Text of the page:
What are the triggers that make trout & Salmon run at a specific time?
Every year trout and salmon leave their feeding grounds and begin to migrate back to the small streams and headwater spawning and rearing areas.
And every year at about that time many trout anglers hang up their waders and call it quits for the season. But about this time a hard core group of anglers prepare to chase these migratory trout and salmon populations. Having reached top condition these fish leave the ocean, estuarine/ lower river or lake feeding grounds and make their way back to their birth place and spawning areas.
Heading for the Headwaters. Epic Ambassador Javier Rosés Dietz heading upstream in Chile.
So why are river flows and water temperatures such an important things to keep an eye on if you want to increase your chances at finding and catching migratory fish?
While natural selection and local adaptation over time has helped define the migration and spawning time for different fish populations, and these trails are genetically coded and passed on between generations, there is also a fair amount of flexibility. Hence, there are always variations in the exact date and time fish tend to run due to local variations in river flows, temperature and general conditions.
For example, in drought years river flows often remain lower than normal well into autumn and water temperatures are often much higher than normal in both rivers and or coastal waters. This can in some years delay the annual migration for some populations by weeks.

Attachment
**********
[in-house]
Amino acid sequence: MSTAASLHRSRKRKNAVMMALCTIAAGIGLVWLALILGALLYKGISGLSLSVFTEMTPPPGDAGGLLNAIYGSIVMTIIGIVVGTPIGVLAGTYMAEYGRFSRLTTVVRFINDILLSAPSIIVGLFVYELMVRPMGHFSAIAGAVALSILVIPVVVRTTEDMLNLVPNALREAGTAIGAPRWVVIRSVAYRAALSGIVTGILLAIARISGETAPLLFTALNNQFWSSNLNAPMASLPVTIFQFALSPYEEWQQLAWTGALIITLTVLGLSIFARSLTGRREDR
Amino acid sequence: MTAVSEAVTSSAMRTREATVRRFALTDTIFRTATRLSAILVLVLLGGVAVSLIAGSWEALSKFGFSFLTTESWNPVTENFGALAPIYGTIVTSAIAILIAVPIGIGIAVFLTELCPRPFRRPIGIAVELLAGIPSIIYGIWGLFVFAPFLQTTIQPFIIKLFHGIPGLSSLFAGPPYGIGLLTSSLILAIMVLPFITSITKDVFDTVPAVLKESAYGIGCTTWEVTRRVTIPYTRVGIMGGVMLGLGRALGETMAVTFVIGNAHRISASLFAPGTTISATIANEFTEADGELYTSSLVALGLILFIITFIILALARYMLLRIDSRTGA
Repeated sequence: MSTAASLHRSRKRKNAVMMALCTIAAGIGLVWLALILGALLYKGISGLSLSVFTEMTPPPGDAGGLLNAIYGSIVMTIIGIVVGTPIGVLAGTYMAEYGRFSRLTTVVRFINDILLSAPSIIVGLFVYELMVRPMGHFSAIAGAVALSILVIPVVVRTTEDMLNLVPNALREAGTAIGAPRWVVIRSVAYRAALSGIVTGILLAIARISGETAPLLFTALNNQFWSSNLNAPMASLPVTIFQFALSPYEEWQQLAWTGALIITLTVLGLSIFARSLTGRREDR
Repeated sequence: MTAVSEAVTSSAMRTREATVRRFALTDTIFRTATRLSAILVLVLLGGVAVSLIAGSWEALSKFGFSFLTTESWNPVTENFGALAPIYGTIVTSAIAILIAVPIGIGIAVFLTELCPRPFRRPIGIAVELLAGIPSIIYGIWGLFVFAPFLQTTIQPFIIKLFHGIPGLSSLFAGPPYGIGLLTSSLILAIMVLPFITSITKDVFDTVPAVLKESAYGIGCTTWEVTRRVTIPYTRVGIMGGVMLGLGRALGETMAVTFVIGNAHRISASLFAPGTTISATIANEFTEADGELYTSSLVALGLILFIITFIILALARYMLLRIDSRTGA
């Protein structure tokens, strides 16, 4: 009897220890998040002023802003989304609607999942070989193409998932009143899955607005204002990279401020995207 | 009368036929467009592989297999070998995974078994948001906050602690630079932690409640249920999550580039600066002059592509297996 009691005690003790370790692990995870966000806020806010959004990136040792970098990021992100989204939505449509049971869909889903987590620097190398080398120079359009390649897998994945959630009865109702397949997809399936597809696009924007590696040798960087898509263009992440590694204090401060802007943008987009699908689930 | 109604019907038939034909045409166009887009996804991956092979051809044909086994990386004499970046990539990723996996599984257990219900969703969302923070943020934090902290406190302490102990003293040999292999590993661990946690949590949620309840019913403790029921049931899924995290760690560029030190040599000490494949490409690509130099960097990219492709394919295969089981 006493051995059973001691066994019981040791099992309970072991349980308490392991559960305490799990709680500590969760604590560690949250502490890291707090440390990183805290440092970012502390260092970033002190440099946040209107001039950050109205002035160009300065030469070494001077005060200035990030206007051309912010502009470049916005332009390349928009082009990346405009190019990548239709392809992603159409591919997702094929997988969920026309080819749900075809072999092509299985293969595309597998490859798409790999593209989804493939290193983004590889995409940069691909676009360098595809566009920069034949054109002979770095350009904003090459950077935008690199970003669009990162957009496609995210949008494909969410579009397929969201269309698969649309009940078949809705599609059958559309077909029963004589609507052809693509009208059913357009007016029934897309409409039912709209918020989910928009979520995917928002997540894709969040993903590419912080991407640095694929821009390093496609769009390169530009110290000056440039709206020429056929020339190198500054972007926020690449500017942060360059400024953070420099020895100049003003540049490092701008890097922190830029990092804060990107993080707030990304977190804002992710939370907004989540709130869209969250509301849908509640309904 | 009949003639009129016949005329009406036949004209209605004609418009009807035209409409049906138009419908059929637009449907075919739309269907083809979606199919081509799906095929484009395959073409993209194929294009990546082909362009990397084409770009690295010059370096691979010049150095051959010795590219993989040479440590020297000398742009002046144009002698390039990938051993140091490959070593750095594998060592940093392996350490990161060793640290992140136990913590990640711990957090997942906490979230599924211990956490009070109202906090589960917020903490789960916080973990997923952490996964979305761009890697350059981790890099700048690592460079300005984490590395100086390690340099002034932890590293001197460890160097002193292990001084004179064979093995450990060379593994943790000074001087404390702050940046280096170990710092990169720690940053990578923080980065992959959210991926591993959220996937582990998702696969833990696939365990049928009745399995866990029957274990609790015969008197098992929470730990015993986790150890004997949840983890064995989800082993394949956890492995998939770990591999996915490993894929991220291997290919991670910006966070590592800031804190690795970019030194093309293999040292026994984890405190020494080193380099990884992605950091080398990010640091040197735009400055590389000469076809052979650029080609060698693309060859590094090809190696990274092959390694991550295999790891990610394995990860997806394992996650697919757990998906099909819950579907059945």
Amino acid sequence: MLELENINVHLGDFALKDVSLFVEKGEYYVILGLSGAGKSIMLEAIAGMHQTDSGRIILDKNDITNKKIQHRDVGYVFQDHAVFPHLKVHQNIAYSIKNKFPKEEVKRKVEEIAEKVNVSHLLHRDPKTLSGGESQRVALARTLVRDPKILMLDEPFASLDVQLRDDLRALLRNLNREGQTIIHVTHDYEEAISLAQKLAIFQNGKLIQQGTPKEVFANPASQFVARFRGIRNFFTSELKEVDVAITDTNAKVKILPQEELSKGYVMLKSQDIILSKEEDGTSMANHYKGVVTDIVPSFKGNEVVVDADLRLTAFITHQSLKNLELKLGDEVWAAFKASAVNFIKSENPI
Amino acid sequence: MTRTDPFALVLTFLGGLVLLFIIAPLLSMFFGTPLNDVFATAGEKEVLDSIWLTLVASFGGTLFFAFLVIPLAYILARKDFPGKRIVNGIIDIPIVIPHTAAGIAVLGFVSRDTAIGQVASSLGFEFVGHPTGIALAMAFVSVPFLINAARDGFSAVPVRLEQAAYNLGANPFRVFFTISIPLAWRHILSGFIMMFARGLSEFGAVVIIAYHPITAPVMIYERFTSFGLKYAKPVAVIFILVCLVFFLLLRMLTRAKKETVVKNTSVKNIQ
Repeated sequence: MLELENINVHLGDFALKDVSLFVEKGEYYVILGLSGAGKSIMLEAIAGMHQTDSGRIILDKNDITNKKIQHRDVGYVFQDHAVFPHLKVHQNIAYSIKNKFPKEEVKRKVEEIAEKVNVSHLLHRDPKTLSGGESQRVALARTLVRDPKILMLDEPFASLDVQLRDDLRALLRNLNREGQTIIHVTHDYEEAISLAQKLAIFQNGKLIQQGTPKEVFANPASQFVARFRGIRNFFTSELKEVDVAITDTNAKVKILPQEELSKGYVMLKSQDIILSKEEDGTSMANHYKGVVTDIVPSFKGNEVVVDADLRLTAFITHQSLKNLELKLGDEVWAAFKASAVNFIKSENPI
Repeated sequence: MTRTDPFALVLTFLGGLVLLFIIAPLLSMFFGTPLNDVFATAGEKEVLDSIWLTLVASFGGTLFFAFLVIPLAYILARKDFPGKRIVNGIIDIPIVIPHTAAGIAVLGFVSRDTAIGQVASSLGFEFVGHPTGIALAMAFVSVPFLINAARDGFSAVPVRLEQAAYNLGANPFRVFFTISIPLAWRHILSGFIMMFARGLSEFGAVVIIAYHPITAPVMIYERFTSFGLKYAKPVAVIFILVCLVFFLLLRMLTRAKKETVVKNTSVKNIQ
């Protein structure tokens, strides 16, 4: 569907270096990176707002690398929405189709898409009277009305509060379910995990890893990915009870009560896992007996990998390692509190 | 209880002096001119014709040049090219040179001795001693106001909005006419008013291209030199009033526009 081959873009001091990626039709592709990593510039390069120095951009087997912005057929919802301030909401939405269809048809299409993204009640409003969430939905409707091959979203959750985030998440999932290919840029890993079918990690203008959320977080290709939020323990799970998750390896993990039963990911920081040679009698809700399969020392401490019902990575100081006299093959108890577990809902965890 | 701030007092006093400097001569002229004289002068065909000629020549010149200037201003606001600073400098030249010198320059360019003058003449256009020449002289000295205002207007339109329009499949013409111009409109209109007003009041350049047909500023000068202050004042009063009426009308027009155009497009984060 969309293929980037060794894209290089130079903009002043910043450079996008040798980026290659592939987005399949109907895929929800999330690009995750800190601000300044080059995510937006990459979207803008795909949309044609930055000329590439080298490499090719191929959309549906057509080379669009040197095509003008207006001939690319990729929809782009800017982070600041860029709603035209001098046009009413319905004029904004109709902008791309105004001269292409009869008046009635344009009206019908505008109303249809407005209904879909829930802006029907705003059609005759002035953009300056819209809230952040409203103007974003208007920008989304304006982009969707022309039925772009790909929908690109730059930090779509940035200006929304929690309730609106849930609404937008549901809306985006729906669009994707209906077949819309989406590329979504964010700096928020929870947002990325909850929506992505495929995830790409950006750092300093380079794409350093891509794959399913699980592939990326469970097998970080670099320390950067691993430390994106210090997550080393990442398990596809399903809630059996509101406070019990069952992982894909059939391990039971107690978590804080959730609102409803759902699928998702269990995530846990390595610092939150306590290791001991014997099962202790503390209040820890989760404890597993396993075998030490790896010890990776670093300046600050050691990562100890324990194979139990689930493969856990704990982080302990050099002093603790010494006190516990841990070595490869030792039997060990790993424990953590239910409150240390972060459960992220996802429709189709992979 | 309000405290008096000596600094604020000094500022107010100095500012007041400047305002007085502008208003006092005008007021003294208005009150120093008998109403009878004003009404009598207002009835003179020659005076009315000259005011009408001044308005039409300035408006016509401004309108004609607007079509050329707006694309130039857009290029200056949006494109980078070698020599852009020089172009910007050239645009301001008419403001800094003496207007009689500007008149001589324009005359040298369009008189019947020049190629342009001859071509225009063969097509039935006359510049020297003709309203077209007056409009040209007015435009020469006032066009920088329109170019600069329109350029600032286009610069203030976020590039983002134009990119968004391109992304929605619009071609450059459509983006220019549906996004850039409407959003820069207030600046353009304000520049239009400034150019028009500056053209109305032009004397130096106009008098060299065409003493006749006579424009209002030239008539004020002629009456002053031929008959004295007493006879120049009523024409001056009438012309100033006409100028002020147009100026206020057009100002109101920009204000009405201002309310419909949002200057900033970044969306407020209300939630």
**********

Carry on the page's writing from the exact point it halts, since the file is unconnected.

So how do you find the fish, and why do some of the more experienced migratory fish anglers get extra excited about cold fronts, falling barometers and start to mumble on about *spate rivers and the need for a "fresh" ?
* A spate river is a largely rain-fed, fast-flowing river. These types of rivers are both fast-rising and fast falling. The source of spate rivers begins high up, usually in mountains or hills which attributes to the fast flow.
The Fresh. At the right level, a suitable sized rainstorm can bring on a much needed flood or flow pulse that helps cool down the river temperature a few degrees and trigger fish to run on mass. Increasing river flows also generally stir up all those river specific smells and help deliver environmental cues to lakes and lower rivers that in turn signal that it’s time for the trout to congregate and run up to spawn.
While rivers in flood are often far too dirty and unsafe to fish, or too swift for trout to run up, a slowly falling river is a great time to fish since both cooler weather, dull days and somewhat discoloured water will help make trout more catchable - in theory anyway....
- Rasmus Gabrielsson
Dr Rasmus Gabrielsson is a Fisheries Scientist and is CEO of North Canterbury Fish and Game in the South Island of New Zealand